The level of government responsible for implementing policies affects intent, services provided, and ultimate outcomes. The decision about where to locate such responsibility is the federal design dilemma faced by Congress. Taking a new approach to this delegation and decentralization, The Federal Design Dilemma focuses on individual members of Congress. Not only are these legislators elected by constituents from their states, they also consider the outcomes that will result from state level versus national executive branch implementation of policies. Here, Pamela J. Clouser McCann documents congressional intergovernmental delegation between 1973 and 2010, and how individual legislators voted on decentralization and centralization choices. Clouser McCann traces the path of the Affordable Care Act from legislative proposals in each chamber to its final enactment, focusing on how legislators wrestled with their own intergovernmental context and the federal design of health insurance reform in the face of political challenges.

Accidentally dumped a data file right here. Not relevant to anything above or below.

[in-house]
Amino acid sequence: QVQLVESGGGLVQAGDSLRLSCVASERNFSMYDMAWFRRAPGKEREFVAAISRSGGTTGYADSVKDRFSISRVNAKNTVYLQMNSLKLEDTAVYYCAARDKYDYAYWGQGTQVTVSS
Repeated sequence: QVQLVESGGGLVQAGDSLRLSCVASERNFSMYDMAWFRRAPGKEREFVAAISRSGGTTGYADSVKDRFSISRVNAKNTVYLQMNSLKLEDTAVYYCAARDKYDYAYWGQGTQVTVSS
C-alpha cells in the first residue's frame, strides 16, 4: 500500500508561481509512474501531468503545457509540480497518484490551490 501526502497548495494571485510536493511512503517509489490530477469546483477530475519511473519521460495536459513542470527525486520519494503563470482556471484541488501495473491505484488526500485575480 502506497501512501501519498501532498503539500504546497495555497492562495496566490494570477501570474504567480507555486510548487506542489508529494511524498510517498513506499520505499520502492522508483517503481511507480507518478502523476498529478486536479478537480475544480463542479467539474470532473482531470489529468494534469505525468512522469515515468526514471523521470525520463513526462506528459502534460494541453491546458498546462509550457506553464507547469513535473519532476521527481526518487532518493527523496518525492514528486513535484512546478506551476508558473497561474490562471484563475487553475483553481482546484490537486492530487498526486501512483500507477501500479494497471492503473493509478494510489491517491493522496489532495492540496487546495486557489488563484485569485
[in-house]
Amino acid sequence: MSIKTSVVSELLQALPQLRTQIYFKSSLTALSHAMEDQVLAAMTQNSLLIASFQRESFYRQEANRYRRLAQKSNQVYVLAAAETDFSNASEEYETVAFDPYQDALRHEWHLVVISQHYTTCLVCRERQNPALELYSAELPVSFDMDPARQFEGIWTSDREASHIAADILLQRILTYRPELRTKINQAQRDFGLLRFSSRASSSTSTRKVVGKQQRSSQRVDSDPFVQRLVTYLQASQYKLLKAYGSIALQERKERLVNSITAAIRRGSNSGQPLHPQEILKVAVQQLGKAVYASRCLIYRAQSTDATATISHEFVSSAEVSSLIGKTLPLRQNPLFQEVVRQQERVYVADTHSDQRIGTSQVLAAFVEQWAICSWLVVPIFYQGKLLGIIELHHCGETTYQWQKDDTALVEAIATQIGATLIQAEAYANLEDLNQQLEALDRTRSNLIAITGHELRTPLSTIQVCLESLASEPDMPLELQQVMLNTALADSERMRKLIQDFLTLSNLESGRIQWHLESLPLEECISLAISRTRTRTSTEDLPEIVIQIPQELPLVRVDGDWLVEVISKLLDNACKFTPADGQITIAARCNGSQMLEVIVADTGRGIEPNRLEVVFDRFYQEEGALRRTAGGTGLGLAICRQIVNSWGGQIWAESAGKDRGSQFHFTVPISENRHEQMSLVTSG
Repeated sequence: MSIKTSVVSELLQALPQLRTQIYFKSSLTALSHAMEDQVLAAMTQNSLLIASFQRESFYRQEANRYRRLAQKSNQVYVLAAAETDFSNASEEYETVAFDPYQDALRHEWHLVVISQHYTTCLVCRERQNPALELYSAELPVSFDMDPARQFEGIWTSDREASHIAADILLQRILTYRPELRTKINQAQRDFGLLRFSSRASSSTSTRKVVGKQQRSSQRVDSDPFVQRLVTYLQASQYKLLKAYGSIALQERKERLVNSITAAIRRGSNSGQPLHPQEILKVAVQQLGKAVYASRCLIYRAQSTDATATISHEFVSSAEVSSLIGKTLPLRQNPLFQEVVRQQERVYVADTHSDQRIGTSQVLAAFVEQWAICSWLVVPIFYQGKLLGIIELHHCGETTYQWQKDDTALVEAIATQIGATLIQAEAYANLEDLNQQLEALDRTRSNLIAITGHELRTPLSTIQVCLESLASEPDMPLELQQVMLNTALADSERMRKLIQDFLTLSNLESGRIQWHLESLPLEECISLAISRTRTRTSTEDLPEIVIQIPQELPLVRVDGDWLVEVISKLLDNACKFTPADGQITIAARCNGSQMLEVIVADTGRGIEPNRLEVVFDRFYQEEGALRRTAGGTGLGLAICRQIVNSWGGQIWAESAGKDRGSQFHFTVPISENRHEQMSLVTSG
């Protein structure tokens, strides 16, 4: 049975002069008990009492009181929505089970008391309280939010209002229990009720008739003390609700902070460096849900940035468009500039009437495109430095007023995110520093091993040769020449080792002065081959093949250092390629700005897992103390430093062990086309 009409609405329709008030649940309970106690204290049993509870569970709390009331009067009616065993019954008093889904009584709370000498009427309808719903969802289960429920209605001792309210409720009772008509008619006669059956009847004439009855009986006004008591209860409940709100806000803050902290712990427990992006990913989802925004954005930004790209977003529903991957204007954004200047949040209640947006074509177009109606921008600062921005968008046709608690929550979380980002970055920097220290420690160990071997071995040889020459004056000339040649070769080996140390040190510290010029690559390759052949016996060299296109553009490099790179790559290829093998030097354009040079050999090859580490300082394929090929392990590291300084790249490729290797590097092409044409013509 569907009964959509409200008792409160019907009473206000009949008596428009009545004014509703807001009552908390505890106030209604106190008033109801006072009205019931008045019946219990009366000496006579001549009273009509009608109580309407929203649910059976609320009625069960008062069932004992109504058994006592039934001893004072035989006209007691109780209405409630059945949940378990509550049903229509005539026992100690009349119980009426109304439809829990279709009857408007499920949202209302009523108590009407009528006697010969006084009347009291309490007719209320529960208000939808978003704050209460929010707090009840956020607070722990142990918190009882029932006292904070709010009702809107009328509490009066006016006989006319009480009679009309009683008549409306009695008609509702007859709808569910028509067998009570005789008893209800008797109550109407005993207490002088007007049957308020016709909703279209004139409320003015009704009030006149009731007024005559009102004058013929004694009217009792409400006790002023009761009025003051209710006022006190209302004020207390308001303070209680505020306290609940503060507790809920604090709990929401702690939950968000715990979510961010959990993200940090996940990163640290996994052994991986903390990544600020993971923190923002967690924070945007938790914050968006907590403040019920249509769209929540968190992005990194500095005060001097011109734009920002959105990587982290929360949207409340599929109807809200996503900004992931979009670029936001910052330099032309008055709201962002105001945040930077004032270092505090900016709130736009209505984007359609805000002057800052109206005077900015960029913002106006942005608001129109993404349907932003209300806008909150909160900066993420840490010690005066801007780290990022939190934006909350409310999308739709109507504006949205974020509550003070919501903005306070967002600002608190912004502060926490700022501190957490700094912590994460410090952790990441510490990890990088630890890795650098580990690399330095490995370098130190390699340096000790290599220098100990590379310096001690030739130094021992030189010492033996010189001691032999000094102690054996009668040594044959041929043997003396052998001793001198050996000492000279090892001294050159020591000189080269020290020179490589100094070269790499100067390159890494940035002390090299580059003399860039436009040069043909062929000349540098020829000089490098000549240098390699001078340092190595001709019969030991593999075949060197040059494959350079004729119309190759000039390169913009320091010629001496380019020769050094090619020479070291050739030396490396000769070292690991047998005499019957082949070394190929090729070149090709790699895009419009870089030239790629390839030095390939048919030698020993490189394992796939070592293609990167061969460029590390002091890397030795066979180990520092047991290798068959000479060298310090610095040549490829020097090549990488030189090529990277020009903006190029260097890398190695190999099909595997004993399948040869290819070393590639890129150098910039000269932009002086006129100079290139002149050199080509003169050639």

Pamela J. Clouser McCann is an assistant professor at the Sol Price School of Public Policy, University of Southern California
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